US releases 2014 Human Rights Report on Sri Lanka

Human rights & democracyUS Secretary of State John Kerry submitted the 2014 Country Reports on Human Rights Practices (commonly known as the Human Rights Reports) to the US Congress on 25 June , 2015. A  70 page report on the Human Rights Sri Lanka has been released  by Bureau of Democracy, Human Rights and Labor of the US State Department.

The major human rights problems reported over the year were: attacks on, and harassment of, civil society activists, journalists, and persons viewed as sympathizers of the Liberation Tigers of Tamil Eelam (LTTE) by individuals allegedly tied to the government; involuntary disappearances, arbitrary arrest and detention, torture, abuse of detainees, rape, and other forms of sexual and gender based violence committed by police and security forces; and widespread impunity for a broad range of human rights abuses.

Involuntary disappearances and unlawful killings continued to diminish in comparison with the immediate postwar period. Nevertheless, harassment, threats, and attacks by pro government loyalists against media institutions, nongovernmental organizations (NGOs), and critics of the government were prevalent, contributing to widespread fear and self censorship by journalists and diminished democratic activity due to the general failure to prosecute perpetrators.

Other serious human rights problems included unlawful killings by security forces and government-allied paramilitary groups, often in predominantly Tamil areas; poor prison conditions; and lack of due process. Defendants often faced lengthy pretrial detention, and an enormous backlog of cases hindered the justice system. Denial of a fair public trial remained a problem, as did continued coordinated moves by the government to undermine the independence of the judiciary.

The government infringed on citizens’ privacy rights. There were restrictions on freedom of speech, press, peaceful assembly, association, and movement. Authorities harassed journalists critical of the government, and the government controlled most major media outlets. The government censored some news websites.

Citizens generally were able to travel almost anywhere on the island, although there continued to be police and military checkpoints in the north, and de facto high-security zones and other areas remained off-limits. Neglect of the rights of internally displaced persons (IDPs) was a serious problem, and IDPs were not always free to choose where to resettle.

The president exercised his constitutional authority to maintain control of appointments to previously independent public institutions that oversee the judiciary, police, and human rights issues. Lack of government transparency and widespread government corruption were serious concerns.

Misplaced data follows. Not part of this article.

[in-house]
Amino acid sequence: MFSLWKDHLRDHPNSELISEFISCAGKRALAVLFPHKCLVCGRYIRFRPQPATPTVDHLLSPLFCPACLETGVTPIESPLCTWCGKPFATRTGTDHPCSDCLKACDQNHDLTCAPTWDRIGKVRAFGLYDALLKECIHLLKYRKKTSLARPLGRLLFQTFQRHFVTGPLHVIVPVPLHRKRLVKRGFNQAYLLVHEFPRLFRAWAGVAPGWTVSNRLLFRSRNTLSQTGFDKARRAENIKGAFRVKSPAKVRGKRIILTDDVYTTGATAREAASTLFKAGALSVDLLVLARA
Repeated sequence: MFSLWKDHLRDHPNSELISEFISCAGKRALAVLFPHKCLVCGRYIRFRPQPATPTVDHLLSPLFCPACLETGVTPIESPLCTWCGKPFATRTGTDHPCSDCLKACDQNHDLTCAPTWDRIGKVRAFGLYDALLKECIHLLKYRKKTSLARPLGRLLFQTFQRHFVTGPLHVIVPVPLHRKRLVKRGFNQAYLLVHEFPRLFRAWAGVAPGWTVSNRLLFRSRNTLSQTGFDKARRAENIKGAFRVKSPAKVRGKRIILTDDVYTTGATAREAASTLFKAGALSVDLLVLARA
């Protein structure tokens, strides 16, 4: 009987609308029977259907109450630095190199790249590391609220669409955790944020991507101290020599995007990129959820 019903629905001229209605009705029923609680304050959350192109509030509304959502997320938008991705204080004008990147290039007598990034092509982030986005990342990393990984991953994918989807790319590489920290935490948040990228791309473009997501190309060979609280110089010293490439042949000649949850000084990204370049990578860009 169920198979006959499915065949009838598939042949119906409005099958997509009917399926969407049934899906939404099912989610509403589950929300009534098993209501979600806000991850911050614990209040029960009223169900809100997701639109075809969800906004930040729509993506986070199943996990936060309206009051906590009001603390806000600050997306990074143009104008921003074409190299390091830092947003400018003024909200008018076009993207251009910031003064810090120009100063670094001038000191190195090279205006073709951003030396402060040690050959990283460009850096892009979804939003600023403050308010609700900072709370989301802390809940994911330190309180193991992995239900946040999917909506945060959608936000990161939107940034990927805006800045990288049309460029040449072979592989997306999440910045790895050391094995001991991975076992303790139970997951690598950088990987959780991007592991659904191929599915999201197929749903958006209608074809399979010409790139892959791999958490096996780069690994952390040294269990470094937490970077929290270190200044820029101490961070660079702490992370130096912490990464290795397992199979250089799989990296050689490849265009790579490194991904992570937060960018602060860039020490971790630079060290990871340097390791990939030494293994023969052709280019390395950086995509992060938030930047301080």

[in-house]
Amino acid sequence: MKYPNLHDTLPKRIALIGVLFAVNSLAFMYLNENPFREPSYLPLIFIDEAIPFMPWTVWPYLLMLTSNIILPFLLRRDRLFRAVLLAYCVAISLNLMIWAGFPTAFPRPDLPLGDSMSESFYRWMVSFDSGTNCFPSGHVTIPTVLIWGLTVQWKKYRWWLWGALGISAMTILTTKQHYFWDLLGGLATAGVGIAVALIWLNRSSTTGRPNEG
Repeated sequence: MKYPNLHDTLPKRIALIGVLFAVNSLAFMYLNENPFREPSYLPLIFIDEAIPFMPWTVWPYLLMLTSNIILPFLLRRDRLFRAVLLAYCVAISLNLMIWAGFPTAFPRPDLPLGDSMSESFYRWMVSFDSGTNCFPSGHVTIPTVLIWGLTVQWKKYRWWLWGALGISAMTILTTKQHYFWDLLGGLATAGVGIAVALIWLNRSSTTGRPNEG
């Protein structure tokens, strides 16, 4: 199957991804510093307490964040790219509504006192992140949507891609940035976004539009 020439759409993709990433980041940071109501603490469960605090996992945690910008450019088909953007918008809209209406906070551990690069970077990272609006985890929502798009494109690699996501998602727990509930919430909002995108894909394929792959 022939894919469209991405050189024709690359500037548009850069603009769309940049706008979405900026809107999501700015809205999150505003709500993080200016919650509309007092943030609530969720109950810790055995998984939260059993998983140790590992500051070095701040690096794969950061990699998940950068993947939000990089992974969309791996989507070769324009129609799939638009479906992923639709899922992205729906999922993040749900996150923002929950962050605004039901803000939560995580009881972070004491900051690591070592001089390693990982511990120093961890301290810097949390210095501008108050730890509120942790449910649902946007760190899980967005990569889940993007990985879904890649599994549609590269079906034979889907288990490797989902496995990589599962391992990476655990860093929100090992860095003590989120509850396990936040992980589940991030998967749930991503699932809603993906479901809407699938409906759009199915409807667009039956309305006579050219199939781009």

Sexual violence and discrimination against women were problems, as was abuse of children and trafficking in persons. Discrimination against persons with disabilities and against the ethnic Tamil minority continued, and a disproportionate number of the victims of human rights abuses were Tamils. Discrimination and attacks against religious minorities, especially Muslims and evangelical Christians, continued to increase. Discrimination against persons based on sexual orientation continued. Limits on workers’ rights and child labor also remained problems.

Government officials and others tied to the ruling coalition enjoyed a high degree of impunity. The government prosecuted a very small number of government and military officials implicated in human rights abuses and had yet to hold anyone accountable for alleged violations of international humanitarian law and international human rights law that occurred during the conflict that ended in 2009.

Individuals suspected of association with pro government paramilitary groups committed killings, kidnappings, assaults, and intimidation of civilians. There were persistent reports of close, ground-level ties between paramilitary groups and government security forces The Buddhist group Bodu Bala Sena (BBS) was responsible for numerous abuses. BBS extremists attacked and assaulted civilians and members of religious minorities and burned their property. Riots started by the BBS resulted in at least three deaths.

A large number of the President Rajapaksa’s other relatives, including his son, also served in important political and diplomatic positions. Independent observers generally characterized the presidential, parliamentary, and local elections as problematic. The 2010 elections were fraught with election law abuses by all major parties, especially the governing coalition’s use of state resources for its own advantage. Authorities maintained effective control over the security forces.

The 70 page report on Sri Lanka comments under the the following areas.

Section 1. Respect for the Integrity of the Person, Including Freedom from:

a. Arbitrary or Unlawful Deprivation of Life.

b. Disappearances

c. Torture and Other Cruel, Inhuman, or Degrading Treatment or Punishment

d. Arbitrary Arrest or Detention

e. Denial of Fair Public Trial

f. Arbitrary Interference with Privacy, Family, Home, or Correspondence

Section 2. Respect for Civil Liberties, Including:

a. Freedom of Speech and Press

b. Freedom of Peaceful Assembly and Association

c. Freedom of Religion

d. Freedom of Movement, Internally Displaced Persons, Protection of Refugees, and Stateless Persons.

Section 3. Respect for Political Rights: The Right of Citizens to Change Their Government.

Section 4. Corruption and Lack of Transparency in Government.

Section 5. Governmental Attitude Regarding International and Nongovernmental Investigation of Alleged Violations of Human Rights.

Section 6. Discrimination, Societal Abuses, and Trafficking in Persons.

Section 7. Worker Rights.

Read Full Report On Sri Lanka:

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